4. For me, the $1,000 bail part of the story, which seems to be the story, is hilarious, keystone sheriff bad behavior, while the illegal immigrant part of the story is maudlin, redundant, whining.

    We now know, thanks to the blue paper, that Sheriff Ramsay’s “illegal immigrant policy” is driven my federal funding he gets for housing federal inmates, and that for Sheriff Ramsay federal funding trumps US laws, blue paper reports, feelings of the detainees’ family members, and feelings of some blue paper readers, as it appears other blue paper readers think all illegal immigrants should be locked up and deported.

    It also appears, despite the adverse blue paper publicity in the court of public opinion, Sheriff Ramsay does not care one mullet wrapper what the blue paper publishes about illegal immigrant detainees.

    I keep wondering why the two immigration lawyers, whom the blue paper featured in past blue paper illegal immigrant detainee articles, did not put Sheriff Ramsay in federal court, if said lawyers were so sure federal laws had been violated by Sheriff Ramsay’s deputies?

    I keep wondering why the ACLU has not put Sheriff Ramsay in federal court?

    I keep wondering why the blue paper has not put Sheriff Ramsay in federal court under some federal whistle-blower law? Arnaud and Naja Girard have litigated a number of lawsuits pro se in the US trial and appellate courts; they know that legal terrain and they are as good at it, or better, than any practicing attorneys in the Florida Keys, including the two lawyers interviewed in earlier illegal immigrant detainee articles.

    Meanwhile, if the detainees are illegal under US law, they get a free pass, get to stay in America, because Sheriff Ramsay’s deputies, during the normal course of their duties as law enforcement officers, learned the illegal immigrants were illegal immigrants and reported that to Border Patrol/ICE, whose job it is to enforce federal laws against illegal immigrants?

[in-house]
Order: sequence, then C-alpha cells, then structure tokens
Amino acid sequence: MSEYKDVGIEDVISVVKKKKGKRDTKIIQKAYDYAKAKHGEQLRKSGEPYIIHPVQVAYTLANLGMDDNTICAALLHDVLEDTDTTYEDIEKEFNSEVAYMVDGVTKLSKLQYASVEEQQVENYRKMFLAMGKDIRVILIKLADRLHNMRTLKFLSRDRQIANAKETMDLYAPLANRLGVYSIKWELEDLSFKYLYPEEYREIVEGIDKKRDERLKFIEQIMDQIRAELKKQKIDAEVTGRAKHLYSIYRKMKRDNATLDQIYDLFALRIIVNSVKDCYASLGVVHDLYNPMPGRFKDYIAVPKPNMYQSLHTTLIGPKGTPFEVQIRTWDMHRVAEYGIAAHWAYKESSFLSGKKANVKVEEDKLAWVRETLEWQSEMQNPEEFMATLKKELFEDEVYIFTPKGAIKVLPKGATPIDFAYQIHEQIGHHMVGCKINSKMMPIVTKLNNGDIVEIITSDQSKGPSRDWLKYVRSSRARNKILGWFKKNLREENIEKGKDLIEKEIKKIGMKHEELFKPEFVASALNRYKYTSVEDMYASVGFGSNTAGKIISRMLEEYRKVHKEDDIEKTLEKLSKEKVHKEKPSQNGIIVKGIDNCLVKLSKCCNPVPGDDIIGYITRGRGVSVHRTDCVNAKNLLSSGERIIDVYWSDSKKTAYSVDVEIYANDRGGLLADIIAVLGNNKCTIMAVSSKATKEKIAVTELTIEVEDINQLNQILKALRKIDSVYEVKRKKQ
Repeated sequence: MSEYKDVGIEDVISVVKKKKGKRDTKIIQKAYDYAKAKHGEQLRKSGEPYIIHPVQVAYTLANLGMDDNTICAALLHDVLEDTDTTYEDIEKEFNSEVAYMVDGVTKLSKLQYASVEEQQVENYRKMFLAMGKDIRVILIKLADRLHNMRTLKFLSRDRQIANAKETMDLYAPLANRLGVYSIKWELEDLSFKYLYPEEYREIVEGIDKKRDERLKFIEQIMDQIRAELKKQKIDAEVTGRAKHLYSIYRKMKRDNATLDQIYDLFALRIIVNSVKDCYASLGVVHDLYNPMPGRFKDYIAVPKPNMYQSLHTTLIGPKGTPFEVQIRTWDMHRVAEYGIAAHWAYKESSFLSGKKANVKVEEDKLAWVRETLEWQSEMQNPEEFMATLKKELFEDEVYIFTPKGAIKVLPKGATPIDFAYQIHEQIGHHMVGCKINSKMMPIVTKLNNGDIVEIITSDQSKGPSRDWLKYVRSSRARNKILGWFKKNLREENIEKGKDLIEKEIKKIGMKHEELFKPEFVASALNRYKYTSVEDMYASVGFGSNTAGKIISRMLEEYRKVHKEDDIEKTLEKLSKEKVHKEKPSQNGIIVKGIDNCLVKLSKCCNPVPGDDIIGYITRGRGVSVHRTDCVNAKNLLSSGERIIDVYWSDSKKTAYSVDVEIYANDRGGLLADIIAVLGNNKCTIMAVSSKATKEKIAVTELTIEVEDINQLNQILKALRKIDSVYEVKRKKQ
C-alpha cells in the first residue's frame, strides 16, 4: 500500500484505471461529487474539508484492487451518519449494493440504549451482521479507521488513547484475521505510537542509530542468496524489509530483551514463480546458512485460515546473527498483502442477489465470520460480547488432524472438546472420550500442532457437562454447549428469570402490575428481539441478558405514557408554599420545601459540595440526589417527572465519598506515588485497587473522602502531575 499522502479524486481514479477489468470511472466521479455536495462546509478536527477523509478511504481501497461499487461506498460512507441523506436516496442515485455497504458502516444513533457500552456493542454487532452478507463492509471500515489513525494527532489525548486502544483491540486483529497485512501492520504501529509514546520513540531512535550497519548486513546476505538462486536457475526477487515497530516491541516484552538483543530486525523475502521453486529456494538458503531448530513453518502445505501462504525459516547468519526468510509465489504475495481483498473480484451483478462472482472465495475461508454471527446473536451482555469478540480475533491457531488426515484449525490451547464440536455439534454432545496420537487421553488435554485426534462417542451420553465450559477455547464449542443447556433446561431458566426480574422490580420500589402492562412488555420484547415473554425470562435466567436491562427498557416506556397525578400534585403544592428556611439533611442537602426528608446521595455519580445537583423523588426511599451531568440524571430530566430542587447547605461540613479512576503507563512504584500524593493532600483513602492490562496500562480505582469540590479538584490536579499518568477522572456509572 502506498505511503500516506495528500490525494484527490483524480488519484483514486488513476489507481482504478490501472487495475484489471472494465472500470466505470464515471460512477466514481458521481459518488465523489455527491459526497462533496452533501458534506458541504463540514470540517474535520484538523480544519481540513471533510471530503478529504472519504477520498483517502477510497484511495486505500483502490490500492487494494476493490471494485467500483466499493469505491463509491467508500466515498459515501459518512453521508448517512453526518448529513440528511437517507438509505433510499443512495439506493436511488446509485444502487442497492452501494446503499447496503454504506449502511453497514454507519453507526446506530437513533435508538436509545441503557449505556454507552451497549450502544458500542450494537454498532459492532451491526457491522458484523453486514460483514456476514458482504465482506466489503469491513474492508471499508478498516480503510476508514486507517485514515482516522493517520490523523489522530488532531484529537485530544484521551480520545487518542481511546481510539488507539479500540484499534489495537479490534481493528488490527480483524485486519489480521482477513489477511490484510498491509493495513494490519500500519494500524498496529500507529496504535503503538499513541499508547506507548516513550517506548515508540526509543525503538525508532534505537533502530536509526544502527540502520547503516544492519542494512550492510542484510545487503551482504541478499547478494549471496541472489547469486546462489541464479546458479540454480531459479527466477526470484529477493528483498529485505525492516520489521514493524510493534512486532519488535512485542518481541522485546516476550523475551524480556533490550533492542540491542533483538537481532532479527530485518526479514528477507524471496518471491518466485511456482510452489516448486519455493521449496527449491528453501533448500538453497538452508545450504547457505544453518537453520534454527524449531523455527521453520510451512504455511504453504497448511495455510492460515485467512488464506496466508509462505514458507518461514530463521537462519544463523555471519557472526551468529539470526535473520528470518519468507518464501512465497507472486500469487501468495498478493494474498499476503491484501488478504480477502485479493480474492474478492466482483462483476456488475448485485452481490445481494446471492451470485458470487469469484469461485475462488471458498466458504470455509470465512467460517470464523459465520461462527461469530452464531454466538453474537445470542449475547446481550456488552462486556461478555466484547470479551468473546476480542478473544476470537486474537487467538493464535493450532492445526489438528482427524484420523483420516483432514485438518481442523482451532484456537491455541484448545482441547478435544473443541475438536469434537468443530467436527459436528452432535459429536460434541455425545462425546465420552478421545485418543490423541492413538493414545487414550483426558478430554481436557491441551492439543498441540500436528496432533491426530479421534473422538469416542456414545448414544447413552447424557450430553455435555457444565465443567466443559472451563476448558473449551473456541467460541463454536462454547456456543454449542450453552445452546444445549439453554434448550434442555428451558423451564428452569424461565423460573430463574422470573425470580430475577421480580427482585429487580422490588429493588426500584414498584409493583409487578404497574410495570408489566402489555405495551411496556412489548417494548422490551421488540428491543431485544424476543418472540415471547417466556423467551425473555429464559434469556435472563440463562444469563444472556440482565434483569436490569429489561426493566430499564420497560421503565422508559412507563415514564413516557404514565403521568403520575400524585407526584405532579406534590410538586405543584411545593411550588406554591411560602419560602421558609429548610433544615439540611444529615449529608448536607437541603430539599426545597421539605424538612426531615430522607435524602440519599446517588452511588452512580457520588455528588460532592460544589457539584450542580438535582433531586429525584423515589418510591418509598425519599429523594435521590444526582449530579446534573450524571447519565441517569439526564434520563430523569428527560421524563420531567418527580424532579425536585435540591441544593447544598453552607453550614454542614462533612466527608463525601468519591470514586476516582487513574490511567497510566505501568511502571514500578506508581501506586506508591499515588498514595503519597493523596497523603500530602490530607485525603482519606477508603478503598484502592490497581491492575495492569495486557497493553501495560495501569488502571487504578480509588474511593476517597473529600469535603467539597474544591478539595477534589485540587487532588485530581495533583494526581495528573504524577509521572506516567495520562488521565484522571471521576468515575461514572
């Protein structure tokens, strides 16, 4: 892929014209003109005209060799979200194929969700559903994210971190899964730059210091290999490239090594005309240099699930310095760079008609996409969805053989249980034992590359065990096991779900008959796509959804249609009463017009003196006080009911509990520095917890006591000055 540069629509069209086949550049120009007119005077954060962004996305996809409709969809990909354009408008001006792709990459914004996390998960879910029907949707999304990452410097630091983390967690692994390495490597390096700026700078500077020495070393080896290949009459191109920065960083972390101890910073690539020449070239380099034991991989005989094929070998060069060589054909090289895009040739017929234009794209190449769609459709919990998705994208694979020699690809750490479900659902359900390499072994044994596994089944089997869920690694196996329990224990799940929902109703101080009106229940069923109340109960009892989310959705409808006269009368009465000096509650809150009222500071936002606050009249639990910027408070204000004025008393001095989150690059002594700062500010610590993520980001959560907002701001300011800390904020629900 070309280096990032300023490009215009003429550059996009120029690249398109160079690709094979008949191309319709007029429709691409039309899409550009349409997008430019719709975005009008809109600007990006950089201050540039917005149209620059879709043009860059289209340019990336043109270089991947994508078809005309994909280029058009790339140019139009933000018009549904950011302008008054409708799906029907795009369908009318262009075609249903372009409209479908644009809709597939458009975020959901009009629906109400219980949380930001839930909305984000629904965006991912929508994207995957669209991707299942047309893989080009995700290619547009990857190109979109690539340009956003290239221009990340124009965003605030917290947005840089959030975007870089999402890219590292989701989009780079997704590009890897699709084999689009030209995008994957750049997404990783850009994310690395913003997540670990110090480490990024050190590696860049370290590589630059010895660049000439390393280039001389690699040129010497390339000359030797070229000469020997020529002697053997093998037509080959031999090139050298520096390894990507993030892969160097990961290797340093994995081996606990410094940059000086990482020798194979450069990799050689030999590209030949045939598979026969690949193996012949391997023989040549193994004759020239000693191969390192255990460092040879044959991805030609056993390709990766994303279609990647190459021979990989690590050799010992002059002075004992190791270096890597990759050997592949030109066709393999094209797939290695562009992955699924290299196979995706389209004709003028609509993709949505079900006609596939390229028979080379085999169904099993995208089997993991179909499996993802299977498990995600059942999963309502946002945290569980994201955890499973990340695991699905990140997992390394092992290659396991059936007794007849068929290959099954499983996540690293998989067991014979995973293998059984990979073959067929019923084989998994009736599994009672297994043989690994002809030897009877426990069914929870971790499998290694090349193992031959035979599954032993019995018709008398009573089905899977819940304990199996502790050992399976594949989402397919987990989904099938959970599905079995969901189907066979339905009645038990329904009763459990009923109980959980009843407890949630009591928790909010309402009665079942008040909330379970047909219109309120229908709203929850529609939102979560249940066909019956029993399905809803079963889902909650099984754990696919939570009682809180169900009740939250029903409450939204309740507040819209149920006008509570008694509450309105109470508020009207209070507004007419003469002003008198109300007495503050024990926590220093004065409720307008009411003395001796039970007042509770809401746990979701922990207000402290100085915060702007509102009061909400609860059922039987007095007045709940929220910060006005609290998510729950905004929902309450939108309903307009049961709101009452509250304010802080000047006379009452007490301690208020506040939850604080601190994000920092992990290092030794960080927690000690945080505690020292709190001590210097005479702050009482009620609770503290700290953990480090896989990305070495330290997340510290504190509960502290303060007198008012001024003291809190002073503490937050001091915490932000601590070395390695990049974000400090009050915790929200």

I’m sorry, but this former Alabama practicing attorney, who often has been accused of being a bleeding heart liberal, just can’t seem to wrap his mind around that defense counsel legal argument.

    • Silly Sloan,

      What exactly is keeping ICE from doing its job here? These people are not escaping anything. If ICE would like to pursue some civil immigration proceeding against them they have all the tools they need to get that done.

      Surely a former lawyer is able to understand the concept that the Sheriff must obey the law?

      Interestingly, an Arizona Judge has just been convicted of criminal contempt for disobeying a judicial order to stop violating the rights of foreign-born persons in his County.

      Our Sheriff is not going to go that far – although the federal government has put him in a difficult position.

      I’m hearing that policies are changing over at the jail thanks to our reporting and the work of Reggie Smith.

      • Surely a newspaper journalist with your political experience, Naja, is not surprised a sheriff puts that much federal funding ahead of everything else. He has told his deputies not to report illegal immigrants they come across in the course of their jobs as law enforcement officers not to call in Border Patrol and/or ICE?

        If not,I look forward to you and Arnaud, the ACLU, the local immigration lawyers, the South Florida US Attorney, US Attorney General Sessions and President Trump prosecuting Sheriff Ramsay in federal court :-).

        • Sloan,
          Pay attention. This is about detainer hold requests that are not accompanied by the constitutionally required judicial warrant or order. Federal law states that no one (legally) can establish law or policy that would prohibit sharing information. Sheriff’s deputies (or anyone) can call Border Patrol or ICE all day long and share their hunches and no one is saying that is not legal. If ICE is interested it needs to proceed in accordance with the law. The Florida Sheriff’s Association (and apparently our Sheriff now too) recognizes that it is not legal to hold people longer than the constitution allows. It is considered a second arrest to hold people in jail after they have been released by a local Judge or have paid the bail required by the local Judge. As you know there are constitutional requirements that accompany an arrest to make it legal. Again: nothing is keeping ICE from doing their job in accordance with the federal laws that do indeed recognize constitutional requirements. Defendants then have rights and defenses – some of those defenses lead to being given legal status and other times the outcome is deportation. The Sheriffs across Florida get it Sloan – why don’t you?